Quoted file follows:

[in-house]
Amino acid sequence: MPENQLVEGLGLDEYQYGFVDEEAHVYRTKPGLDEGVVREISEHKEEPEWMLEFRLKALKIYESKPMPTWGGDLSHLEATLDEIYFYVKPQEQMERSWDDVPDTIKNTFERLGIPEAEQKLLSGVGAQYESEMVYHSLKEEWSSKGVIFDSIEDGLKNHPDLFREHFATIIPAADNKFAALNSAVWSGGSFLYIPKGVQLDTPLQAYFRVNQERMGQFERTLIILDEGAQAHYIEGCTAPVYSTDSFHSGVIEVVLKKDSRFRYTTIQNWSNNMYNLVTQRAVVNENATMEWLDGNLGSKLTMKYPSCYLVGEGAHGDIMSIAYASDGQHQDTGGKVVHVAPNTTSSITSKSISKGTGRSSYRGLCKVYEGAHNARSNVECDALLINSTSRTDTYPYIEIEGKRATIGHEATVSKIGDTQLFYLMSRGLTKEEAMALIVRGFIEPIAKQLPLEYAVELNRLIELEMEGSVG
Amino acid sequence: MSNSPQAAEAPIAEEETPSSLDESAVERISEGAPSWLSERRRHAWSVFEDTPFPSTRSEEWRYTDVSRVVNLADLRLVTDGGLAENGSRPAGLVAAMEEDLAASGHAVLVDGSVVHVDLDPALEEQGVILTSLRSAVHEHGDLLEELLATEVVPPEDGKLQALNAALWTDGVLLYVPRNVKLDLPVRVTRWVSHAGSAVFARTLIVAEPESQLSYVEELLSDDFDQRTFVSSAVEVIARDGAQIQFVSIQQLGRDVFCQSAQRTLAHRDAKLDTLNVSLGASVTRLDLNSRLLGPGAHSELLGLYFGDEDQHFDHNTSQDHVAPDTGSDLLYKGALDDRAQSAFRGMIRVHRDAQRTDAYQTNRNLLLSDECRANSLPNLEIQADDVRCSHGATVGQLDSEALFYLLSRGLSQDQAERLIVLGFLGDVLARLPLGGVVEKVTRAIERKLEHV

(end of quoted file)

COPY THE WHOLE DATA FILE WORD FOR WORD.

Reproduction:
[in-house]
Amino acid sequence: MPENQLVEGLGLDEYQYGFVDEEAHVYRTKPGLDEGVVREISEHKEEPEWMLEFRLKALKIYESKPMPTWGGDLSHLEATLDEIYFYVKPQEQMERSWDDVPDTIKNTFERLGIPEAEQKLLSGVGAQYESEMVYHSLKEEWSSKGVIFDSIEDGLKNHPDLFREHFATIIPAADNKFAALNSAVWSGGSFLYIPKGVQLDTPLQAYFRVNQERMGQFERTLIILDEGAQAHYIEGCTAPVYSTDSFHSGVIEVVLKKDSRFRYTTIQNWSNNMYNLVTQRAVVNENATMEWLDGNLGSKLTMKYPSCYLVGEGAHGDIMSIAYASDGQHQDTGGKVVHVAPNTTSSITSKSISKGTGRSSYRGLCKVYEGAHNARSNVECDALLINSTSRTDTYPYIEIEGKRATIGHEATVSKIGDTQLFYLMSRGLTKEEAMALIVRGFIEPIAKQLPLEYAVELNRLIELEMEGSVG
Amino acid sequence: MSNSPQAAEAPIAEEETPSSLDESAVERISEGAPSWLSERRRHAWSVFEDTPFPSTRSEEWRYTDVSRVVNLADLRLVTDGGLAENGSRPAGLVAAMEEDLAASGHAVLVDGSVVHVDLDPALEEQGVILTSLRSAVHEHGDLLEELLATEVVPPEDGKLQALNAALWTDGVLLYVPRNVKLDLPVRVTRWVSHAGSAVFARTLIVAEPESQLSYVEELLSDDFDQRTFVSSAVEVIARDGAQIQFVSIQQLGRDVFCQSAQRTLAHRDAKLDTLNVSLGASVTRLDLNSRLLGPGAHSELLGLYFGDEDQHFDHNTSQDHVAPDTGSDLLYKGALDDRAQSAFRGMIRVHRDAQRTDAYQTNRNLLLSDECRANSLPNLEIQADDVRCSHGATVGQLDSEALFYLLSRGLSQDQAERLIVLGFLGDVLARLPLGGVVEKVTRAIERKLEHV